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Very rarely last season did an opposition’s attacking set up disrupt Leicester’s defensive shape in the fashion Liverpool did at the weekend.
Jurgen Klopp’s side strived to further its progress from simply being labelled a high pressing, hard-working set of players to being an explosive and an increasingly ruthless force.
Only the run of games ahead will answer the question as to whether Saturday’s victory came about as a result of a lackluster Leicester performance or a dominant and superior Liverpool team.
The reds well and truly put on a show for the Anfield crowd and especially those watching on from the new and very impressive main stand, so much so that Klopp’s glasses, not for the first time, bore the brunt of the manager’s wild celebrations in reaction to an emphatic attacking display.
A 4-1 win against the Champions without Philippe Coutinho on the pitch for the majority of the game will have given fans a huge boost and good reason to be excited about the squad’s strength in depth in forward areas.
Method to Liverpool’s attacking madness?
Saturday’s win saw Daniel Sturridge, Roberto Firmino, Sadio Mane and even Adam Lallana defy the type of conventional and rigid formation fans are so used to. Their ability to do so means pre-match visuals of the starting lineup will have been the most helpful yet an also deceiving way of recognising where each of Liverpool’s attacking players were supposedly set to play.
The erratic yet intelligent movement of Klopp’s forward men not only stretched and disorganised Leicester’s defence but it also demonstrated what a range of attacking dynamics Liverpool have at their disposal.
For two men believed to be setting up on either side of Daniel Sturridge in a front three, Sadio Mane and Roberto Firmino often found themselves taking it in turns in driving into central areas, as evidenced by the latter’s opening goal.
Firmino does not open the scoring on the day without Daniel Sturridge’s run out wide that drags Wes Morgan and Danny Simpson from the space the Brazilian eventually moves into.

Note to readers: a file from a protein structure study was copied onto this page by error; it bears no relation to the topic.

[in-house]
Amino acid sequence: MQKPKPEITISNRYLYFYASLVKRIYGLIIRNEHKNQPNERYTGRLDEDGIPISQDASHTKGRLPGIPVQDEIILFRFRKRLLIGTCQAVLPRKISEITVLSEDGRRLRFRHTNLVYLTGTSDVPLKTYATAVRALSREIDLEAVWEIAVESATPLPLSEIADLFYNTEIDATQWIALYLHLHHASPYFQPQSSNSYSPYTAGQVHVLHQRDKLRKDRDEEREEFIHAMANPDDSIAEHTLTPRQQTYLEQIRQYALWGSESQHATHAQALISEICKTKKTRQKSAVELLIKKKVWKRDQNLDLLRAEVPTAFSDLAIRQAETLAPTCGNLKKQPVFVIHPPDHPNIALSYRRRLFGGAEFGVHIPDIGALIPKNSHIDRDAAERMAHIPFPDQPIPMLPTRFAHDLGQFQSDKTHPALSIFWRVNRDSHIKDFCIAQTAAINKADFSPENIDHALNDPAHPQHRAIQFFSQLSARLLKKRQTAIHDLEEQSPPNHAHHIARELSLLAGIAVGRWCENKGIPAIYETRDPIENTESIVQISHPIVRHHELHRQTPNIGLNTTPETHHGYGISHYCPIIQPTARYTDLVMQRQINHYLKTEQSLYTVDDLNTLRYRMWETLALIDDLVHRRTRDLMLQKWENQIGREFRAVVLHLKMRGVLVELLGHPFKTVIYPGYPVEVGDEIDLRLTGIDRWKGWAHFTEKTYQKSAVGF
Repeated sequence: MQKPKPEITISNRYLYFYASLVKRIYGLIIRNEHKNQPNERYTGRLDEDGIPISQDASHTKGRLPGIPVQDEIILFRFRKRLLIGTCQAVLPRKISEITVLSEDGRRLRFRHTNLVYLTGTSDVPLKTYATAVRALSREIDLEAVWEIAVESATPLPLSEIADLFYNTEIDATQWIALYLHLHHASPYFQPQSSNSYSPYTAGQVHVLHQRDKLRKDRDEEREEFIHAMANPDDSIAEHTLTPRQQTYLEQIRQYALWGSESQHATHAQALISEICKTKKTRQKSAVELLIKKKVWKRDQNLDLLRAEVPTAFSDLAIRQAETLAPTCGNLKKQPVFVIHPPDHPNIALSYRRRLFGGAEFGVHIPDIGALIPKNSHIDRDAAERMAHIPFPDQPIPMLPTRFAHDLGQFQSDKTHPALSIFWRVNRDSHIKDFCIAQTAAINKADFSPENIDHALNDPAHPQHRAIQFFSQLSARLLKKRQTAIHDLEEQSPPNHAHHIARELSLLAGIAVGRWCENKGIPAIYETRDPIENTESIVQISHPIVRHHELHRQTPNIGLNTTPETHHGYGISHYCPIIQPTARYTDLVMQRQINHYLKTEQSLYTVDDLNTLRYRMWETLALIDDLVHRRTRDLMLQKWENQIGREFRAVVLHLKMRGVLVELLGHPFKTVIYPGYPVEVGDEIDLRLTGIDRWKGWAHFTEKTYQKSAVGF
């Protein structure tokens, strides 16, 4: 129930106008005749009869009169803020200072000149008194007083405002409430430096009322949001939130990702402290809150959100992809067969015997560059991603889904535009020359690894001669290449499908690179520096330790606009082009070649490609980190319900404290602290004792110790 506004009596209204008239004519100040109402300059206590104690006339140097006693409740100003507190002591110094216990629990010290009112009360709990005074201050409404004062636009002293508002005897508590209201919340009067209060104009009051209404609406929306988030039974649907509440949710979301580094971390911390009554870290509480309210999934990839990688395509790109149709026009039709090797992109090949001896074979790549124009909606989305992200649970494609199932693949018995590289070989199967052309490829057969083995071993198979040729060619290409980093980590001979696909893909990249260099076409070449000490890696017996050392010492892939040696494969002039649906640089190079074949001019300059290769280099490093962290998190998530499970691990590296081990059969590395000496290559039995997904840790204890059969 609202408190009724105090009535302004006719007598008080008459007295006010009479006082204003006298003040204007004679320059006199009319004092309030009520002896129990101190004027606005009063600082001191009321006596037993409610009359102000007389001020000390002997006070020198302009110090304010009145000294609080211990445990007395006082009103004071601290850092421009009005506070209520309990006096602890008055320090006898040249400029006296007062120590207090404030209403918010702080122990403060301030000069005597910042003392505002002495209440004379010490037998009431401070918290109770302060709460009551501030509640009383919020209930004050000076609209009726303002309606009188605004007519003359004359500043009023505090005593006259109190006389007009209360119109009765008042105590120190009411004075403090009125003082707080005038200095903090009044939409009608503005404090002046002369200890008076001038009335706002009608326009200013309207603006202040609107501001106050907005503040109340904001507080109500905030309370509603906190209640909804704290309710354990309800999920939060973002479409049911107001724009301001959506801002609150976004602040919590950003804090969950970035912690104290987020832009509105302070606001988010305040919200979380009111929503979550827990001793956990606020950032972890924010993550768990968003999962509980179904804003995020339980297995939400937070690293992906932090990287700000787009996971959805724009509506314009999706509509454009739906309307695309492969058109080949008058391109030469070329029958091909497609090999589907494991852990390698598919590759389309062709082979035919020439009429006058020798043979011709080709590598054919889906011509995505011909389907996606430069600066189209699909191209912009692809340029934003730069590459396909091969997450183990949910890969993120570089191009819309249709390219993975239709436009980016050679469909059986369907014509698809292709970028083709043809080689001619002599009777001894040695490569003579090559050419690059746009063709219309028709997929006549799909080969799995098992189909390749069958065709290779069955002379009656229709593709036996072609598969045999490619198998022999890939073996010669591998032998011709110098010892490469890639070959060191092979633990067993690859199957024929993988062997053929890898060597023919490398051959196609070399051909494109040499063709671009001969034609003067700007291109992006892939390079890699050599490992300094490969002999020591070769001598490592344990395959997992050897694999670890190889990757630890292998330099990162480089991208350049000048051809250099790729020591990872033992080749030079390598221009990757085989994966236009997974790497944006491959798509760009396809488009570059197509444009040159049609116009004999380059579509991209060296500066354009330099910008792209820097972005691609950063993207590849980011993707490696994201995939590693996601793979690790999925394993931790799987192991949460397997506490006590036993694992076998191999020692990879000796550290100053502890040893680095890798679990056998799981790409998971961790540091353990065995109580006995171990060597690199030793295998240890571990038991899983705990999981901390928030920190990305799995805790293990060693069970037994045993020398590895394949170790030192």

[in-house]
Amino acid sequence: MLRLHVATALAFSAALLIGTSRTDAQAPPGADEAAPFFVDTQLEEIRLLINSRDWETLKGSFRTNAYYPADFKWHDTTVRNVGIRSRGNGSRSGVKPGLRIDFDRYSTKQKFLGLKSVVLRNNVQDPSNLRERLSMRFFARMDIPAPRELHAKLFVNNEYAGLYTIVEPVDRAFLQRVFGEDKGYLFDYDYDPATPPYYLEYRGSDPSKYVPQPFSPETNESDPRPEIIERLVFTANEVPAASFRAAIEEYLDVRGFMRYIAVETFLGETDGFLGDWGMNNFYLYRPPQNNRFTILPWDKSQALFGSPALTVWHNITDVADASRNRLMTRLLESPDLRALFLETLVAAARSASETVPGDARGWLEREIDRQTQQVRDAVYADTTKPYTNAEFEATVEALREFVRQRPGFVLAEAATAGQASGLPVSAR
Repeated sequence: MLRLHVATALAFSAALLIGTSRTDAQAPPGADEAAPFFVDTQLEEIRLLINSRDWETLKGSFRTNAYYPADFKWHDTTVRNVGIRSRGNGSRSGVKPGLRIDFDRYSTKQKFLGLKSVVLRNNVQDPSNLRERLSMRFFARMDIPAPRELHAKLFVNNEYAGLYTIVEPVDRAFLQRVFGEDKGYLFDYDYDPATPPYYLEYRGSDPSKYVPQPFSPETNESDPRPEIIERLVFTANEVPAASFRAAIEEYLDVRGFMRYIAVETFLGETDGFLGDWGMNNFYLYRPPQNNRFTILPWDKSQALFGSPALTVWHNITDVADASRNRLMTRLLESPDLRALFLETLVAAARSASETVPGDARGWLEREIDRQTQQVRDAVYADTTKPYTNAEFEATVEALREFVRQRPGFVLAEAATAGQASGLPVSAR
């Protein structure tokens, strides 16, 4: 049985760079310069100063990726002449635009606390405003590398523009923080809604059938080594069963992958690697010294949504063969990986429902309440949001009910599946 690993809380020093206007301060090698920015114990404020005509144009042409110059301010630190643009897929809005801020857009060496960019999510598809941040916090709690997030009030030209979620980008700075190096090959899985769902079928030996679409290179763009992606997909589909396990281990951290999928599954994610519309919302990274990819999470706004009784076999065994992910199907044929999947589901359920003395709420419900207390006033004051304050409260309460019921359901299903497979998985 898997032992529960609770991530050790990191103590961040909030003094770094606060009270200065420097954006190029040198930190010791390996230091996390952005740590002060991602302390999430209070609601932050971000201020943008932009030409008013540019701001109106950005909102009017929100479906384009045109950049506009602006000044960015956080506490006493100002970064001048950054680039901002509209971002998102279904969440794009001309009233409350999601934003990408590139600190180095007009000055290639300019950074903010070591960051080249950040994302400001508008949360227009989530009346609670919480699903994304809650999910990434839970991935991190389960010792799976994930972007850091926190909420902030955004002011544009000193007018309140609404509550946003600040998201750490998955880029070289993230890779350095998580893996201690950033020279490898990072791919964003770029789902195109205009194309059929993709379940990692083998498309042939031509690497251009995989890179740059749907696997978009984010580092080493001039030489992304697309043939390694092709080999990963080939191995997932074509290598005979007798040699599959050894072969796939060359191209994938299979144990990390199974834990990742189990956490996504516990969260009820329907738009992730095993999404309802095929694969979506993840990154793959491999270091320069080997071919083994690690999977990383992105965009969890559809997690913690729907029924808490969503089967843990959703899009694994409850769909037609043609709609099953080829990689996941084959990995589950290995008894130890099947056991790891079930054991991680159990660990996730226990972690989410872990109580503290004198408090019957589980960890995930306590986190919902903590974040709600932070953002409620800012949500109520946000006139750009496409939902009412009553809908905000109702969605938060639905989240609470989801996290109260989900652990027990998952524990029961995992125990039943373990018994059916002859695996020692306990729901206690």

Mane’s goal similarly draws on this interchanging of positions that troubled Claudio Ranieri’s men all evening with the former Southampton man bursting into the central area Sturridge leaves in order to pick up the ball and set up his new teammate.
The combination of three men all with a natural instinct to get themselves into goal scoring positions and the added ability to play as technicians worked perfectly when it came to ensuring teammates always having an option and space rarely being wasted.
Supporters will want to see the same front three continue to play with the freedom and in the joyous way they did at the weekend.
The impossible task of pinning Roberto Firmino down to one position has seen him become a key player at the club. The instruction to him is very clearly to continue what he is doing when it comes to occupying different areas of the pitch.
His tendency to drift is often fueled by the work he puts in to retrieve the ball when his side are not in possession- a trait to his game that is becoming more recognisable each week.
If it wasn’t Firmino working with James Milner on the left hand side, linking up with Adam Lallana or Daniel Sturridge in the middle or carrying the ball past one or two players himself, it was Sadio Mane on the other side making surging runs with the ball from deep, latching onto passes in behind or creating the room for Clyne to burst into from right back.
Mane’s more obvious free-flowing runs and his energy contrasted the less predictable and more easily disguised movement of Firmino in a way that tired out Leicester physically as well as putting their tactical brains to the test.
Unselfish work was the motto for Liverpool’s attacking performance and something that was perhaps surprisingly led by Daniel Sturridge.
Liverpool’s main man worked as hard as fans could have asked for, making runs to open up space for teammates to work in, tracking back to recover the ball and also making himself available to receive the ball on every possible occasion.
The sight of him sprinting onto passes in behind the opposition and him being confident enough to put himself in scenarios capable of giving him an injury was a pleasure for all those who, at least still for now, fear he may never rediscover his match sharpness.
Early days, of course, but signs that he is becoming more assured of his health and thereby a greater attacking asset.
Mane’s more direct running seemed to invite Sturridge to mix up his game at times in a way that saw him make more of a noticeable impact than when he has recently featured ahead of Coutinho and Firmino who often take a more calculated approach.
Those in red finally looked prepared to take responsibility and lead by example, looking to get involved throughout and making the right decisions in the final third more often than not for a change.
The high press has become methodical since moving the team’s most hardworking player in Adam Lallana into a deeper midfield position and there finally appears to be an obvious purpose to Liverpool’s play.
An intention to mix things up by inviting the likes of Nathaniel Clyne and James Milner higher up the pitch when the forwards tuck in or looking to feed Mane’s runs in behind, is now more apparent.
Klopp’s array of attacking weapons are beginning to find some form and the manager may have finally found a set up that can bring the best out of Daniel Sturridge.
If this set of players can achieve some consistency then they have enough to punish any Premier League defence.